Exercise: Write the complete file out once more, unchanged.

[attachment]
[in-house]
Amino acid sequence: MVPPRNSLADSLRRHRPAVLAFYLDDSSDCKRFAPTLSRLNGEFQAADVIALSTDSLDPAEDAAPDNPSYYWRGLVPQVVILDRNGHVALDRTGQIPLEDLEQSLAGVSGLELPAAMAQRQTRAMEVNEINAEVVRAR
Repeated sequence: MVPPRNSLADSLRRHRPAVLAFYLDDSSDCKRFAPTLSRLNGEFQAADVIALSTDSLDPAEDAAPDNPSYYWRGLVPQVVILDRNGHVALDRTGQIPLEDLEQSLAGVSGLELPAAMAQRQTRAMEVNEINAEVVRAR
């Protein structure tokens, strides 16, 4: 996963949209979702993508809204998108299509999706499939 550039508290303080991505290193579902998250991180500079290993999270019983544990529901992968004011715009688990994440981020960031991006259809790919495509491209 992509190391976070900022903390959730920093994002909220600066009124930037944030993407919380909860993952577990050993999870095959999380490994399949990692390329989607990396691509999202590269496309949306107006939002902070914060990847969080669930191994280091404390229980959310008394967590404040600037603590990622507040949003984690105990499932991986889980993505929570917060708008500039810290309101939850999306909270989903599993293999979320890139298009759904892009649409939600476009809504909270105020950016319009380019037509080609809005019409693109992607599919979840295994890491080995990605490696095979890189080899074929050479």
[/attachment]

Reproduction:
[in-house]
Amino acid sequence: MVPPRNSLADSLRRHRPAVLAFYLDDSSDCKRFAPTLSRLNGEFQAADVIALSTDSLDPAEDAAPDNPSYYWRGLVPQVVILDRNGHVALDRTGQIPLEDLEQSLAGVSGLELPAAMAQRQTRAMEVNEINAEVVRAR
Repeated sequence: MVPPRNSLADSLRRHRPAVLAFYLDDSSDCKRFAPTLSRLNGEFQAADVIALSTDSLDPAEDAAPDNPSYYWRGLVPQVVILDRNGHVALDRTGQIPLEDLEQSLAGVSGLELPAAMAQRQTRAMEVNEINAEVVRAR
């Protein structure tokens, strides 16, 4: 996963949209979702993508809204998108299509999706499939 550039508290303080991505290193579902998250991180500079290993999270019983544990529901992968004011715009688990994440981020960031991006259809790919495509491209 992509190391976070900022903390959730920093994002909220600066009124930037944030993407919380909860993952577990050993999870095959999380490994399949990692390329989607990396691509999202590269496309949306107006939002902070914060990847969080669930191994280091404390229980959310008394967590404040600037603590990622507040949003984690105990499932991986889980993505929570917060708008500039810290309101939850999306909270989903599993293999979320890139298009759904892009649409939600476009809504909270105020950016319009380019037509080609809005019409693109992607599919979840295994890491080995990605490696095979890189080899074929050479």